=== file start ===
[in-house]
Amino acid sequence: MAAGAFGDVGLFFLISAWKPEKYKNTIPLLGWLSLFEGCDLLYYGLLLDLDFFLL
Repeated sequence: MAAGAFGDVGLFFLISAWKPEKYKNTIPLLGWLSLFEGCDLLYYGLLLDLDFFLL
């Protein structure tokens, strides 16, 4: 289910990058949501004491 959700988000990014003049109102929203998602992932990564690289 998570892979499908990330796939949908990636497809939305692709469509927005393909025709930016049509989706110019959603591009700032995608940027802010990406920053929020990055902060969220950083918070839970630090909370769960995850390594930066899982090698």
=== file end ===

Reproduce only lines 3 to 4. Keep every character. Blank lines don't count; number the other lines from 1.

Repeated sequence: MAAGAFGDVGLFFLISAWKPEKYKNTIPLLGWLSLFEGCDLLYYGLLLDLDFFLL
């Protein structure tokens, strides 16, 4: 289910990058949501004491 959700988000990014003049109102929203998602992932990564690289 998570892979499908990330796939949908990636497809939305692709469509927005393909025709930016049509989706110019959603591009700032995608940027802010990406920053929020990055902060969220950083918070839970630090909370769960995850390594930066899982090698």